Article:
Wherein medieval people know it’s “early to bed, early to rise…and then early to bed and rise all over again.”
Doctors have sounded the alarm about sleep problems since the beginning of the COVID-19 pandemic, with a recent report noting two-thirds of Americans claim they are sleeping more or less than desired. Athena Akrami warns, “Once sleep is disrupted, it can impact mental and physical health, which may in turn cause further sleep disruption…A vicious cycle may form that is very difficult to diagnose and treat properly.”
Interestingly, while many of us struggle with interrupted sleep—I keep my iPad and headphones by my side of the bed, ready to play Groove Salad immediately upon an eye popping open—people in the Middle Ages not only expected to wake in the middle of the night, but thought it was an essential part of a healthy life (and particularly a healthy sex life).
Wake Up Little Susie
Most people in the Middle Ages—and, in fact, most people throughout history until the widespread use of oil (and then electric) lighting—went to bed within an hour or two of sunset. For example, monks adhering to the Rule of St. Benedict went to bed around 7 p.m., and numerous sources indicate people of the time thought it virtuous to follow the monastic example.
This early period of rest was called “first sleep,” followed by “second sleep,” which went from sometime between 2–3 a.m. and sunrise. Monks were roused at 2 a.m. for the prayer service of Matins; people living around monasteries were woken by the bells ringing for Matins and, as the fictional elderly husband of Le Ménagier de Paris tells his wife, could imitate the monks and “at the hour that you hear the Matins ringing, you praise and hail our Lord with some greeting or prayer before you fall back to sleep.” Those who didn’t live around monasteries nonetheless followed a similar sleep schedule, not because of any specific compulsion to pray (although some people did spend spend their time awake in prayer, and many medieval prayer manuals provided special prayers for the hours), but because it is a natural pattern of bi-phasic sleep, where a person sleeps for four hours, wakes up for 1–3 hours, then falls asleep again for another four hours.
People could be surprisingly active during their mid-night wakeful period. While many people prayed or contemplated until they fell asleep, others would read, write or sew; some would engage in chores such as chopping wood, and there are even stories of individuals visiting their neighbors for a short chat before returning to bed. At the same time, however, concerns about noise and maintaining a competitive balance in trade resulted in laws against engaging in commercial work during the night. While there were, of course, exceptions (the phrase “burning the midnight oil,” referring to working late into the night, dates back at least to the 17th century), and some trades such as bakers were given exemptions from the regulations, medieval nights were generally times for rest.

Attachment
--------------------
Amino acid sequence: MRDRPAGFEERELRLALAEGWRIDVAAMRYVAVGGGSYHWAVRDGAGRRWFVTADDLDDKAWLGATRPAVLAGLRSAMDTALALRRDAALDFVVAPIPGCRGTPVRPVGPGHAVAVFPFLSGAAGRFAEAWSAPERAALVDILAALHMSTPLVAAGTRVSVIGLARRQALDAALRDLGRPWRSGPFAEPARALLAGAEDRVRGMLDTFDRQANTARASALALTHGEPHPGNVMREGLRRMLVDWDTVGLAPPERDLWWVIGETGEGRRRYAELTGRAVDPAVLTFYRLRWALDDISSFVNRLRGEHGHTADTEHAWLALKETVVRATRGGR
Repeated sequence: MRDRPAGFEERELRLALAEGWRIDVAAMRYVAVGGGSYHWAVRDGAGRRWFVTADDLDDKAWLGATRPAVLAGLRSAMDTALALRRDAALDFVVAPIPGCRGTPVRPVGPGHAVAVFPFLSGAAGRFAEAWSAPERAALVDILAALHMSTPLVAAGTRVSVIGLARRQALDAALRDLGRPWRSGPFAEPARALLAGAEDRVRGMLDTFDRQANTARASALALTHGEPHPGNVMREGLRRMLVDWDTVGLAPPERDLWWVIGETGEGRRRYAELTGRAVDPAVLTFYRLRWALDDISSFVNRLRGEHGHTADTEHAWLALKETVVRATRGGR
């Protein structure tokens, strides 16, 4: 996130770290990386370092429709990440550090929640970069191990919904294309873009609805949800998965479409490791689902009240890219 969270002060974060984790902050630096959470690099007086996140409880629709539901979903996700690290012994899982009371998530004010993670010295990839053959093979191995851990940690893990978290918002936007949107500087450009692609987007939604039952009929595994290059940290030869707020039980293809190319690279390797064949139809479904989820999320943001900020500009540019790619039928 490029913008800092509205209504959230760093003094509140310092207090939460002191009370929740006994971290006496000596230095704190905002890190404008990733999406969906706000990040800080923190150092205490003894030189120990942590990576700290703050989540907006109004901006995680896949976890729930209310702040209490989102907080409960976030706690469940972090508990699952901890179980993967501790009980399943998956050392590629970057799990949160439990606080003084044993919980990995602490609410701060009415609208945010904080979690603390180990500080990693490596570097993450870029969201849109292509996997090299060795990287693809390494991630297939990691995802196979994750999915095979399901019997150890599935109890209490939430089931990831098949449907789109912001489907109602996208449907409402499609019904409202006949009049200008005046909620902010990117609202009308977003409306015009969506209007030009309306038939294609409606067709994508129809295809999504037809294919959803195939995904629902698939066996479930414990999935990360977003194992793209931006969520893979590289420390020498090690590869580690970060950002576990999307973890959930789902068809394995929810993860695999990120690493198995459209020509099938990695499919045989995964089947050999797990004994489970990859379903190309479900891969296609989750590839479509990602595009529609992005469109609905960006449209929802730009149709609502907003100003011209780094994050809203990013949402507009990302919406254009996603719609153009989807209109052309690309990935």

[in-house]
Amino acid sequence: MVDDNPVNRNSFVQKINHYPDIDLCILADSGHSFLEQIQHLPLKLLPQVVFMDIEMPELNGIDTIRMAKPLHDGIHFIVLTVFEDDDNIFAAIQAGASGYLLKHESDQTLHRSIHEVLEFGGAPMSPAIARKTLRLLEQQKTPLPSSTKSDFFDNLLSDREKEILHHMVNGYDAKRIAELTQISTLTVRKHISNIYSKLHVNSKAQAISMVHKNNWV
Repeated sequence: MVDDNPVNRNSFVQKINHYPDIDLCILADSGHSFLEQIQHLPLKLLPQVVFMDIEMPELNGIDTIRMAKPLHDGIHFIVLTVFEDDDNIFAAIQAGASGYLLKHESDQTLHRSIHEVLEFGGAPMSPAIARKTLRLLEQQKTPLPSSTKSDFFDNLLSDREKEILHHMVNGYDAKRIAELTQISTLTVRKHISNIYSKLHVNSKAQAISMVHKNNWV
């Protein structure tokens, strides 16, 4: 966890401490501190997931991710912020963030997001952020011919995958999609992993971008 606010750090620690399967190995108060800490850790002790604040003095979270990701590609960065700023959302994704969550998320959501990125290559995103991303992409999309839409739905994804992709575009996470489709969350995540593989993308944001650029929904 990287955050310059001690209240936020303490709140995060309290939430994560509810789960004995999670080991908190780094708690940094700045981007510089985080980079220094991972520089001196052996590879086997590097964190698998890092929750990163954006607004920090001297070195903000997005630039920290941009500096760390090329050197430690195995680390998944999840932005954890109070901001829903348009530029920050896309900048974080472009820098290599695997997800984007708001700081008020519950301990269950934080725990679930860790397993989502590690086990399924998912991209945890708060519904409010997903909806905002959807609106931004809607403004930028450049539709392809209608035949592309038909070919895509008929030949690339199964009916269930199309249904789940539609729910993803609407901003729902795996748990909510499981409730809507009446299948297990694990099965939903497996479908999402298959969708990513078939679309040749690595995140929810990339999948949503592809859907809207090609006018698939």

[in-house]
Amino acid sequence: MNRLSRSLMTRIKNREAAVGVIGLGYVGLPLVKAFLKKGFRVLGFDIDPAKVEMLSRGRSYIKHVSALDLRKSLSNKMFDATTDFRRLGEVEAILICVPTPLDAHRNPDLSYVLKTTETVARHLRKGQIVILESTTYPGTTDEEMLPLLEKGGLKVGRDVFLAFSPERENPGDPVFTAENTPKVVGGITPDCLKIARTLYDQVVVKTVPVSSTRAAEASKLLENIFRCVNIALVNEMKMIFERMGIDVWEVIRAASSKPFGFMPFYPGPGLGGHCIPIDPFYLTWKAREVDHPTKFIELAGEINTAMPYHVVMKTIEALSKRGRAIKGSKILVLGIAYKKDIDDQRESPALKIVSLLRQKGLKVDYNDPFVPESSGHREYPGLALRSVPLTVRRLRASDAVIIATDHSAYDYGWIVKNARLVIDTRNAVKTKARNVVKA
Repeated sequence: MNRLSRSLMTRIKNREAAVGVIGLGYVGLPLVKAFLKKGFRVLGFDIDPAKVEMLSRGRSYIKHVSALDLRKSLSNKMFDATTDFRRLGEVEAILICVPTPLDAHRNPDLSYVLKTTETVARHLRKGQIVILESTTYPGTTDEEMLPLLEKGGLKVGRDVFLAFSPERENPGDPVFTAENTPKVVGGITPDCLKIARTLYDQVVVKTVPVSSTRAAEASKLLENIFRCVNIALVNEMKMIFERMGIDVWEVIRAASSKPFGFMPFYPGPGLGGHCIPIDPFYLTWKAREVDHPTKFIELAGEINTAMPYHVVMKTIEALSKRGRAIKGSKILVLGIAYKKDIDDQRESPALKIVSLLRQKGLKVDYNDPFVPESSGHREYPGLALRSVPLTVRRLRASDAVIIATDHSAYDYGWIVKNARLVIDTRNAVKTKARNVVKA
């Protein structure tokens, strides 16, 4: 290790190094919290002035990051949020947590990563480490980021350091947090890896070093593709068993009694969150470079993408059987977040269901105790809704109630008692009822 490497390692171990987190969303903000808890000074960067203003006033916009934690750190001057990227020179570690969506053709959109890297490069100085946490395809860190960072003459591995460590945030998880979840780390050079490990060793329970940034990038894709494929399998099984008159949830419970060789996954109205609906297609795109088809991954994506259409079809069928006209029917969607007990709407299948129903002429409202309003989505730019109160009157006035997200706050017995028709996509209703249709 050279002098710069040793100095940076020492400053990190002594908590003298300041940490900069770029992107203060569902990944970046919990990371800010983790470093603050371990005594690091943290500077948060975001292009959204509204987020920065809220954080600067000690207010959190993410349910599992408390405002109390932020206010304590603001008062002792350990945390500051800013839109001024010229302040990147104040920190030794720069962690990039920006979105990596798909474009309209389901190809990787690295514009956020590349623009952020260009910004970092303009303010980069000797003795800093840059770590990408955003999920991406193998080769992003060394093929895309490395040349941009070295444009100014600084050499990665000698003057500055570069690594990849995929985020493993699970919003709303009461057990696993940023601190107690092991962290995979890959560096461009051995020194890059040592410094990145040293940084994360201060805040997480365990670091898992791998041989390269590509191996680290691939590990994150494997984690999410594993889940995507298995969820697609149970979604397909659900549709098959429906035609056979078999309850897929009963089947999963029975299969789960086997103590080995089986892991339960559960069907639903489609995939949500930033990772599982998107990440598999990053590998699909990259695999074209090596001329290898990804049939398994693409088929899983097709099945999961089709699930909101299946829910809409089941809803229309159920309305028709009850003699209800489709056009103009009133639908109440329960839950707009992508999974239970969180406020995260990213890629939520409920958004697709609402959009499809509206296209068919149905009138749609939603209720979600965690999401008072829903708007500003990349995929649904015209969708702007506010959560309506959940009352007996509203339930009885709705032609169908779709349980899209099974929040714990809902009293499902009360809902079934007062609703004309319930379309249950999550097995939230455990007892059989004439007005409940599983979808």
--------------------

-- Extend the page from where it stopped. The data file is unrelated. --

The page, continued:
There is one type of nocturnal exertion that received an enthusiastic thumbs-up from health experts: sex. Laurent Joubert, a sixteenth-century French physician, encouraged his patients to have sex between first and second sleep because they “have more enjoyment” and “do it better.” I like to think of him waving around a bucket of leeches and singing with Ray Charles:
I know the night time (night and day, oh)
Whoah is the right time (night and day, oh)
To be with the one you love (night and day)
You know what I’m thinking of (night and day)
Some modern doctors are beginning to recommend that, instead of panicking over lost sleep when waking in the middle of the night, we should instead embrace such wakefulness as a return to natural bi-modal sleep patterns.
Demonic Snooze Alarm
Of course, we shouldn’t assume all people were enthusiastic about leaping up in the middle of the night. An 11th century monk, Rodulfus Glaber, complained that a tricky little demon tempted him to sleep in. The demon whispered,
I wonder why you are so eager to jump so quickly out of bed, as soon as you’ve heard the signal, and to interrupt the sweet rest of sleep, while you could give yourself up to rest until the third signal.
So always remember: every tap of your snooze button is a pat on the head for Satan.
Image: Liber Tacuina sanitatis (XIV century), Ububchasym Baldach, s. XIV-XV, Bibliotheca Casanatense Roma (Source).